I wonder why fish is called brain food. Is there some sort of scientific proof behind this? At my house growing up, my father detested fish, even the smell of it. No fish was ever allowed! Even our poor cat grew up without it! How much smarter we would have been if we’d been able to eat fish before we went away to college.
And speaking of fish…
This dinner had a lot of moving parts and used several pots and the food processor. First I made the parsley sauce. The recipe said to use a blender but I already was getting the food processor dirty for the chickpea puree so I opted to use the food processor for both. The parsley sauce would come out smoother in a blender. Then I made the chickpea puree. Both these dishes are basically “add water, olive oil, lemon juice and puree.” Then season. The braising of the fennel, onions, and carrots took about 20 minutes. I started these in a little water and olive oil and then cooked off the water at the end and let the vegetables brown.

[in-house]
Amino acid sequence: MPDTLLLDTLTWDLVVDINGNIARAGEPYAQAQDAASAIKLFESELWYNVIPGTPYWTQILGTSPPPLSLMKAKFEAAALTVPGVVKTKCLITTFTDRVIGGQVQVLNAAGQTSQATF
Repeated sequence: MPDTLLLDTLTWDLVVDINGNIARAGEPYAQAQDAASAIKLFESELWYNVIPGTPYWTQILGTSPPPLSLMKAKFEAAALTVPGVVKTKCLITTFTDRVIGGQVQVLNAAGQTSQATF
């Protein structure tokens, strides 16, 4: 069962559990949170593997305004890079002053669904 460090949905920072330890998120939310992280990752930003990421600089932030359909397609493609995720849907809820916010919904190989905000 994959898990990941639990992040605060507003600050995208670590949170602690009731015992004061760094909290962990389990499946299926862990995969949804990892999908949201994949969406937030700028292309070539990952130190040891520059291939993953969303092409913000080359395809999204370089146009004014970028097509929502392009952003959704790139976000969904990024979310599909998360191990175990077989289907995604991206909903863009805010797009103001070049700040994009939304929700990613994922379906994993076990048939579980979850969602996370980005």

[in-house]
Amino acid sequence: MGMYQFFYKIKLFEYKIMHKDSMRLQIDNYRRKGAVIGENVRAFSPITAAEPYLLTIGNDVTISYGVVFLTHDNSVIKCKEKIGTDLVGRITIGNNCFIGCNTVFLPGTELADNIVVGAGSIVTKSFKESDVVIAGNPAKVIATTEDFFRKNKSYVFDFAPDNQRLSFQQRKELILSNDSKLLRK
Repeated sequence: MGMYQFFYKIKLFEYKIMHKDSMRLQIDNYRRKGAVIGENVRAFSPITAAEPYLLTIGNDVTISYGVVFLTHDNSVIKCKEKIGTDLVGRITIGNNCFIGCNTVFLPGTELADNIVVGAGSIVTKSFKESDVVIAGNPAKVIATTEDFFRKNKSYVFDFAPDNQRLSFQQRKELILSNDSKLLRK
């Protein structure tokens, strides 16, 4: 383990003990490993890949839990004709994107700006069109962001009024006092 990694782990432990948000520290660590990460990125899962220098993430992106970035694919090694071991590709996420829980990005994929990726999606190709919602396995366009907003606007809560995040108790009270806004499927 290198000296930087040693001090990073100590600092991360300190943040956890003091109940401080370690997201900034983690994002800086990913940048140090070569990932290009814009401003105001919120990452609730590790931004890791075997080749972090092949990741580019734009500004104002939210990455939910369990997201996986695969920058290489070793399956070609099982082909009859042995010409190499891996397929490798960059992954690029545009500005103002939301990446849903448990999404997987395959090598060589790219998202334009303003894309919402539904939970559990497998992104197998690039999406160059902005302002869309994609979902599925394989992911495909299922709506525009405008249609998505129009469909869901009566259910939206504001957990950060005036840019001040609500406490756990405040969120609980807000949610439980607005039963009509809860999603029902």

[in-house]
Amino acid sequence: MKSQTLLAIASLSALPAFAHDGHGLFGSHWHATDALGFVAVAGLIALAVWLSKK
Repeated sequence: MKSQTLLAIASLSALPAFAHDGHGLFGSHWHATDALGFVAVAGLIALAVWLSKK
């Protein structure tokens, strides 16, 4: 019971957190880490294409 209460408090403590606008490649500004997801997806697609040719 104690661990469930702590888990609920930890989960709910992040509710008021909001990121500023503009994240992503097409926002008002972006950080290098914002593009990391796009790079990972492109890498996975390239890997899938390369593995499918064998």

Speaking of fennel, carrots, and parsley, the all come from the same plant family as do caraway, parsnips, and Queen Anne’s lace (is that edible?) So I added some caraway seeds which were tasty. Also put in some fennel fronds at the end.
So that just leaves the fish. Since I don’t cook the proteins in our house, all I know is that John followed a recipe for pan-seared halibut from the New York Times cooking site. (I will no doubt become a full-time vegetarian when John stops cooking.)